Switching networks

Mobile number portability is already in place in a handful of countries in the Middle East and Africa, with more in the region expected to launch the service next year. CommsMEA looks at some of the lessons learnt around the world, and the challenges facing operators who are about to confront MNP.

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By  Administrator Published  January 24, 2009

Recipient led systems are generally thought of as the most effective. Noelle Jones explains why: "Donors have little incentive to fast-track the porting process, and a longer porting time gives greater opportunity to offer inducements for the customer to stay with the donor operator. From a customer viewpoint, dealing with just the recipient operator is far preferable than having to contact both donor and recipient in order to arrange the port."

A delay to the process of switching networks is another potential problem area that can stifle consumer interest. Whereas in South Africa it takes one day to swap networks, in Oman, users have to wait for three days. And in Saudi Arabia the time period is five days. This can be compared with Australia where porting can be achieved in only three hours. In Australia, 6.1% of mobile subscribers ported in 2007, compared to 0.5% in Oman.

Australia is considered by many to be one of the best examples of a successful implementation of MNP, with an average of 85,000 ports per month, according to figures from the industry body that administers MNP in the country.

Noelle Jones, of Australian analyst firm Network Strategies Limited, attributes it to a "transparent and seamless" system.

"What this means is that the customer enters a shop, signs up with the new provider and in most cases walks out a few minutes later with an operational service that uses their existing number," she says.

"This is achieved through a high level of industry co-operation, and a regulatory framework that is a combination of government regulation and industry self-regulation. Well-defined procedures are defined within the code which applies to all telcos, both operators and resellers, and was developed by the trade association."

The importance of a firm hand from the regulator is an issue highlighted by Horrocks, who advises regulators "maintain detailed supervision of the implementation. Otherwise a successful implementation is unlikely to be achieved," he says.

Jones adds: "It is not unusual for operators with the largest market shares to seek to delay the implementation of MNP, or to advocate solutions that may minimise porting demand - for example with long porting times or high consumer charges. Also early implementations of MNP, such as that in Singapore, did not permit full transfer of services. This problem could become more serious as applications using 3G and 4G services become more complex," she says.

"The lack of MNP is seen as a barrier to competition - customers may be less inclined to switch providers if they need to change their number. So regulators need to ensure that the MNP process does not include any potential barriers to port, and that anti-competitive behaviour (such as delaying tactics or employing winback strategies prior to porting) is not tolerated."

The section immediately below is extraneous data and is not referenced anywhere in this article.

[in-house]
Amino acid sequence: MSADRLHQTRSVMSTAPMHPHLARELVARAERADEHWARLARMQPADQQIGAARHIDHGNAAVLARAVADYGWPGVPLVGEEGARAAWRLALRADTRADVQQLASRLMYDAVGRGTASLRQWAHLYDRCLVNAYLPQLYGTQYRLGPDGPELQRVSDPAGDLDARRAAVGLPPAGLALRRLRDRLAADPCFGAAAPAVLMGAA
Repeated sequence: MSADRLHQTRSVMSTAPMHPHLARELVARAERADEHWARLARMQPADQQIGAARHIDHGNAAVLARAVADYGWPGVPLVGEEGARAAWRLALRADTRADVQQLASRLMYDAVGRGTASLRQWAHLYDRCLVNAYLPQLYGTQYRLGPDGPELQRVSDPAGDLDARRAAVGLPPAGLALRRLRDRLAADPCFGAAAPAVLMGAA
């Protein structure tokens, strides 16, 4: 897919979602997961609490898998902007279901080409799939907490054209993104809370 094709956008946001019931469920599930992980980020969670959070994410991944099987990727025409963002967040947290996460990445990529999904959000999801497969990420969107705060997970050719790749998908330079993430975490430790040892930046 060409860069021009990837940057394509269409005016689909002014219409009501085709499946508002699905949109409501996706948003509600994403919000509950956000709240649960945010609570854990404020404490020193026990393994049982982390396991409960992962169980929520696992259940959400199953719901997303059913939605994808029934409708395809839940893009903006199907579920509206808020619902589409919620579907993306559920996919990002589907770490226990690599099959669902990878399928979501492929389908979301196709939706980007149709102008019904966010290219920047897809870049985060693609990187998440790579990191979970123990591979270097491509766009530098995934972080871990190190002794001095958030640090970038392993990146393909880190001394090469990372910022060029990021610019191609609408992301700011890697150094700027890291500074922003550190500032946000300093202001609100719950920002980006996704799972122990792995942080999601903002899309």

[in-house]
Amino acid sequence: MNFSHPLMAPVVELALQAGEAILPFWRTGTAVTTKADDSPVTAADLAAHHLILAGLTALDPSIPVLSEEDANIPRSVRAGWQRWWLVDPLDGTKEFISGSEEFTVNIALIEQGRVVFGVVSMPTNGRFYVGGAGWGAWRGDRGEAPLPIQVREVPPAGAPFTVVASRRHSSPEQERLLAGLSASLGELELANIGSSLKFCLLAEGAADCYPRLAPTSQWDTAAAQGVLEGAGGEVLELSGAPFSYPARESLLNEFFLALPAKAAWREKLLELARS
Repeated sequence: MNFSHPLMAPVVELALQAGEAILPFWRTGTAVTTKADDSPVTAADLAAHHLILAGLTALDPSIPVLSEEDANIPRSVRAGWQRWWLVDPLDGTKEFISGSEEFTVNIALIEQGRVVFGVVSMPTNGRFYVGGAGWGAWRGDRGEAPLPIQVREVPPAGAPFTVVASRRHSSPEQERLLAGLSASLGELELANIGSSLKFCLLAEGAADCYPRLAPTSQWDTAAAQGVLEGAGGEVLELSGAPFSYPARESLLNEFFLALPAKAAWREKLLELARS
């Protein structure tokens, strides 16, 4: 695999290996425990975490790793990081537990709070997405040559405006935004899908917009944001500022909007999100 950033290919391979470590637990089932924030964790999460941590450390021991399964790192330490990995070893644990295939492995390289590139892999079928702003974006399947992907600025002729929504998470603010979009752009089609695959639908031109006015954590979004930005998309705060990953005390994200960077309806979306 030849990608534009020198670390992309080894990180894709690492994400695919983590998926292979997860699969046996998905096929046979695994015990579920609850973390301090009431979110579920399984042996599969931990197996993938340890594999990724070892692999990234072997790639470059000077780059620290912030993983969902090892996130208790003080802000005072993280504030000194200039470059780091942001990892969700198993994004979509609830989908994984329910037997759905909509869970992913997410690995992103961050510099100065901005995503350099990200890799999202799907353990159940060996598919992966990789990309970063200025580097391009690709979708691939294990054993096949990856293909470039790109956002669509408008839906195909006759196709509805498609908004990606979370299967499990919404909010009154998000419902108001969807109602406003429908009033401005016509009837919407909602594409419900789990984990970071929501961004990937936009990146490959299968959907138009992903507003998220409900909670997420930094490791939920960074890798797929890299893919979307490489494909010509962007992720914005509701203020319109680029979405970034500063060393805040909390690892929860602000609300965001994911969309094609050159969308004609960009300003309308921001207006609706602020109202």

Jones says that regulators must also be careful not to assume that low porting levels are indicative of barriers to porting.

"Low porting levels may in fact be a result of successful retention strategies - which means the customer is still reaping the benefits of MNP in a highly competitive market," she adds.

Consumer awareness is another important factor that may need to be addressed by the regulator. In South Africa, the regulator launched a campaign to inform customers of the porting options available to them. Despite this, other factors had an impact on customer awareness. Horrocks explains: "One problem in South Africa is that the turnover of staff in shops is high and so it is not explained properly to customers, hence it is not used as much as one would expect."

Despite potential benefits for consumers, for some countries spending time and money on a MNP system might not be worthwhile, as "some countries or states may be too small for it to give a net benefit", says Horrocks.

He explains: "There are cheaper measures than can make changing number less difficult - these other alternatives have never been explored adequately, especially for small countries. An extreme example is the Channel Islands, with a total population around 150,000, where the implementation is costing over £10 per head over all the population." One such alternative to MNP is for the recipient network to foot the cost of a round of text messages alerting a customer's contacts to their new mobile number.

But whatever the cost of MNP, in terms of implementing the service, offering enhanced deals to customer or upgrading the network, operators would be wise to remember that if they do lose customers through the introduction of number portability, they will also be able to win them back through the same process. And they will already have a vital tool with which to do so: their mobile phone number.

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